We spent some time with Aston chairman Lawrence Stroll who, in a throwaway but deliberate remark, called the DB11 “slow”. The engineers clearly took that to heart, as the DB12 is brutally fast, more DBS than DB11 in that respect. Responses are almost instantaneous at any speed. Even so, the eight-speed auto is nicely matched to the engine with a more GT, sorry, super tourer positioning in mind. The gearshifts don’t want for any extra crispness or the savageness that a dual-clutch auto would bring. The engine sounds suitably epic, too, although not quite as deafening as Aston’s V12.
We drove the DB12 on two of France’s great roads: the Route Napoléon and the Col de Vence. The former has lots of hairpins and second-gear corners, the latter more in the way of faster third-gear turns. The DB12 was better to drive on the Col de Vence and more fun with it, with superb body control, flowing and stable handling and so much grip. Compared with the DB11 it feels a good bit stiffer than the 7% improvement figure suggests, and it comes alive as an exciting sports car in higher-speed corners. You crave the next one as soon as you’ve exited the last. The flipside is that the DB12 can feel frustrated at lower speeds. Its size becomes apparent, and the diff and transmission calibration aren’t quite there for slower-speed cornering thrills. There’s clear room for the new Vantage below the DB12 in pure agility terms, even accounting for the bigger car’s more sporting positioning.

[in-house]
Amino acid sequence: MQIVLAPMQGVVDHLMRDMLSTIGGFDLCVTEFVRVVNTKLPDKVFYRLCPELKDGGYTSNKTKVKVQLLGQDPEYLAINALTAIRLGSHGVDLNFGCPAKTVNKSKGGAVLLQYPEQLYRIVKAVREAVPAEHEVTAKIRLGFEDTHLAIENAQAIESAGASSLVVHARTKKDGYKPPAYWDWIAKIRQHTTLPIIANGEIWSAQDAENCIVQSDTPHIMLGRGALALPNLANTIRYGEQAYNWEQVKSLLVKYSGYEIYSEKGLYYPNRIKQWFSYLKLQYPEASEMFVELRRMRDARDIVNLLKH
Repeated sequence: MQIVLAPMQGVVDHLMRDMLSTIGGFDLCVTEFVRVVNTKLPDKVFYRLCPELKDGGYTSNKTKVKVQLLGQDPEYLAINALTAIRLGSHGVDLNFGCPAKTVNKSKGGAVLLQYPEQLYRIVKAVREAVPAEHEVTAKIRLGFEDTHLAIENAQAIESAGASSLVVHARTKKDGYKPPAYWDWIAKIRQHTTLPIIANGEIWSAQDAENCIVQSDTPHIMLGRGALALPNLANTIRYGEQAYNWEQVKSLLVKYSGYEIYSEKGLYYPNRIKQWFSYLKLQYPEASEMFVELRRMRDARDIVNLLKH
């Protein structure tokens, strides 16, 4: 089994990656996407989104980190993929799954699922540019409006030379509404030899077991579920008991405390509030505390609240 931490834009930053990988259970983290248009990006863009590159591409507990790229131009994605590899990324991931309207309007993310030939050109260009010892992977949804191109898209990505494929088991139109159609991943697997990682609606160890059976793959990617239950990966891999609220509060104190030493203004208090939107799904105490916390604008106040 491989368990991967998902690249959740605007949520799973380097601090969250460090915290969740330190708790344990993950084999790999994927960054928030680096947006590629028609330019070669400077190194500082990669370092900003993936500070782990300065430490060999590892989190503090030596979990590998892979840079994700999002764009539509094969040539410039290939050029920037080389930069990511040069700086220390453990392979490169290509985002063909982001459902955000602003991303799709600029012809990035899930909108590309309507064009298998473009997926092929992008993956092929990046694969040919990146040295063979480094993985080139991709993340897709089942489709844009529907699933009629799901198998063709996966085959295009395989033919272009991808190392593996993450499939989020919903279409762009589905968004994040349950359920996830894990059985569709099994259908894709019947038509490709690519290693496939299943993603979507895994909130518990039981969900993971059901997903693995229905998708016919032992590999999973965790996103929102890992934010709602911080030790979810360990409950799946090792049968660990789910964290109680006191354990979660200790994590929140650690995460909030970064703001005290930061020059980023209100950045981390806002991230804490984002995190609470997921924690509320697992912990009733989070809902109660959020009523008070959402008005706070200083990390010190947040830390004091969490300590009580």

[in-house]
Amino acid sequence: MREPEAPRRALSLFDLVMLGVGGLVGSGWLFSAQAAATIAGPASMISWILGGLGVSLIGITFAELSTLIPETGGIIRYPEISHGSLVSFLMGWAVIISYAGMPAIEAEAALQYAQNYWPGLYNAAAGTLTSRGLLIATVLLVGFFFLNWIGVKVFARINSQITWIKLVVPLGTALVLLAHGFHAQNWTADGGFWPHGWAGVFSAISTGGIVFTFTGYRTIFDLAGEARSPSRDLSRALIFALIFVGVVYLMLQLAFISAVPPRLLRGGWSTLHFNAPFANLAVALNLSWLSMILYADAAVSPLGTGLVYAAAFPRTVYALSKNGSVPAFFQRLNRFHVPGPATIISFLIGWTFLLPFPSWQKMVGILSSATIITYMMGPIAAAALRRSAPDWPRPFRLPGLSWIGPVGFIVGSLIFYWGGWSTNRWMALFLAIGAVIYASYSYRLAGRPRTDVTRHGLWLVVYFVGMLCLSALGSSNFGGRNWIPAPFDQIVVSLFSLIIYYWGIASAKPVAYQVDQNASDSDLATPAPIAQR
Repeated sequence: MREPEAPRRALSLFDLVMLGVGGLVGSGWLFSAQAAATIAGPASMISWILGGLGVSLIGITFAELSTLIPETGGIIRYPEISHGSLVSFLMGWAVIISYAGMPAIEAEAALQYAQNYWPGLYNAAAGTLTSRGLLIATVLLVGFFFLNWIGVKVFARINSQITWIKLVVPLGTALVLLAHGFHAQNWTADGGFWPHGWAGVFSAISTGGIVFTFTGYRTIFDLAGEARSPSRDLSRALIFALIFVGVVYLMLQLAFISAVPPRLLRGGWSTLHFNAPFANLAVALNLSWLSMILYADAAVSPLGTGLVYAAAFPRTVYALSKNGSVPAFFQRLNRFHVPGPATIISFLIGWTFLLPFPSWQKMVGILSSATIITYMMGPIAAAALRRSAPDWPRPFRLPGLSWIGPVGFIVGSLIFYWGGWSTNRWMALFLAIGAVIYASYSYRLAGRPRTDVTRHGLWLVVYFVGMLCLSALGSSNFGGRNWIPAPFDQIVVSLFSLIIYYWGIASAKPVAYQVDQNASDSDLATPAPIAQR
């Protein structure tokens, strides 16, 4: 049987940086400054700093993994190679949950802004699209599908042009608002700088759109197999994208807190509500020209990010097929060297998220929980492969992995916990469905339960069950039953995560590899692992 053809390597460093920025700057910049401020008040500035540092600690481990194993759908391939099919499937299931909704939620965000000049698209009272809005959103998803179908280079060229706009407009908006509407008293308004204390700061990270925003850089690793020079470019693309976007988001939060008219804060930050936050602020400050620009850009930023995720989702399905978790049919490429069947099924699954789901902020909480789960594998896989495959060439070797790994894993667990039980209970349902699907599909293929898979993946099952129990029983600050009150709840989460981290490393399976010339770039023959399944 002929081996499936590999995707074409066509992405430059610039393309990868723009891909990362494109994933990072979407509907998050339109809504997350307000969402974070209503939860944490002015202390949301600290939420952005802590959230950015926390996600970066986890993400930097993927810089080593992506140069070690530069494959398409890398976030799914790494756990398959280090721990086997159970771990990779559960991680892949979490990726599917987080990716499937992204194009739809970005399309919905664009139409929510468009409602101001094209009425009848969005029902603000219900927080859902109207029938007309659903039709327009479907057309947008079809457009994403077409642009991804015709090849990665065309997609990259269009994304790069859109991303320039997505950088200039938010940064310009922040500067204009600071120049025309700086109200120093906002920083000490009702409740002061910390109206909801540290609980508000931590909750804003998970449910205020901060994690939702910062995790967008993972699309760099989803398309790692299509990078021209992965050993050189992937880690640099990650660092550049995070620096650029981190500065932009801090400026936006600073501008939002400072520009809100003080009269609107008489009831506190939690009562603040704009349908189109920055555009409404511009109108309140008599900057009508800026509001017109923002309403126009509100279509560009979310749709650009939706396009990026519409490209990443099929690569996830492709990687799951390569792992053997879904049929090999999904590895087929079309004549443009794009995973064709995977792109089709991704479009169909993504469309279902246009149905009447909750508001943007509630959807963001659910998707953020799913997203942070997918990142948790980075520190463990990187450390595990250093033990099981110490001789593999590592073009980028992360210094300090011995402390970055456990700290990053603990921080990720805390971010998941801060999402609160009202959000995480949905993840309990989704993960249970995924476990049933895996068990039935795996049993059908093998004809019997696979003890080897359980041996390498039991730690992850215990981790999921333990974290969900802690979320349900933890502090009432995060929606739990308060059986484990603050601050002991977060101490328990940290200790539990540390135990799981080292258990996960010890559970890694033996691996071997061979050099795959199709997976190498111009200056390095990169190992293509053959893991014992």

Perhaps most transformative of all, even more so than its extra speed and breadth of agility, is the ride and comfort, which best manifests around town. Aston wasn’t kidding when it said the breadth of the dampers’ ability had increased. Sure, you have to place the car carefully, but you’d never guess you were in something so sporting and powerful given the low-speed refinement and comfort. It’s not intimidating at all. Our test route didn’t include many motorway miles, but it seemed formidably long-legged here, too.
After a day of familiarity, though, still not all of the controls were falling easily to hand. Credit to Aston for not putting everything on the touchscreen, but it has the feel of a first-generation layout in the way physical and digital controls mix. Further usability refinements are to come, with seven more front-engined sports cars, including derivatives, to follow the DB12 over the next two years. Even so, the lift in perceived quality, technology and comfort is big, and this new interior successfully addresses the DB11’s biggest shortcoming.